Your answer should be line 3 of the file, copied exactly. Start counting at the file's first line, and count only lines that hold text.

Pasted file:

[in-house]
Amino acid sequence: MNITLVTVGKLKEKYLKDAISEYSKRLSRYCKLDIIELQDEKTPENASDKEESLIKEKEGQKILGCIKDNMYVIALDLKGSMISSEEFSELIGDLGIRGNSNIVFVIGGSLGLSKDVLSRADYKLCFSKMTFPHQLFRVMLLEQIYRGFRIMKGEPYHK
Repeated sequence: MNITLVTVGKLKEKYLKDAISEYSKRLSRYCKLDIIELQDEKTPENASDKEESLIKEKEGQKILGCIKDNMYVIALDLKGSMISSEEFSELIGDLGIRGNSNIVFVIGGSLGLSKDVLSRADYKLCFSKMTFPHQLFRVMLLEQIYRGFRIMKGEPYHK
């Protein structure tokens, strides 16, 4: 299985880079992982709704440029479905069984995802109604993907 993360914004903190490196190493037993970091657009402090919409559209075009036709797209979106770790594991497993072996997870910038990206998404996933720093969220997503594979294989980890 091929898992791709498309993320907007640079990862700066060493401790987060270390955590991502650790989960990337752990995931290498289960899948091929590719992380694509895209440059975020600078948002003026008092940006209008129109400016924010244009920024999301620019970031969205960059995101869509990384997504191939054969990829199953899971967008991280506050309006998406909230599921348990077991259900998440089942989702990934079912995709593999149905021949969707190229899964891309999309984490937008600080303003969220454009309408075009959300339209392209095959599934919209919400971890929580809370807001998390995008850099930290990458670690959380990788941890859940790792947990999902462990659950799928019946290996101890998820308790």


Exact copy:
Repeated sequence: MNITLVTVGKLKEKYLKDAISEYSKRLSRYCKLDIIELQDEKTPENASDKEESLIKEKEGQKILGCIKDNMYVIALDLKGSMISSEEFSELIGDLGIRGNSNIVFVIGGSLGLSKDVLSRADYKLCFSKMTFPHQLFRVMLLEQIYRGFRIMKGEPYHK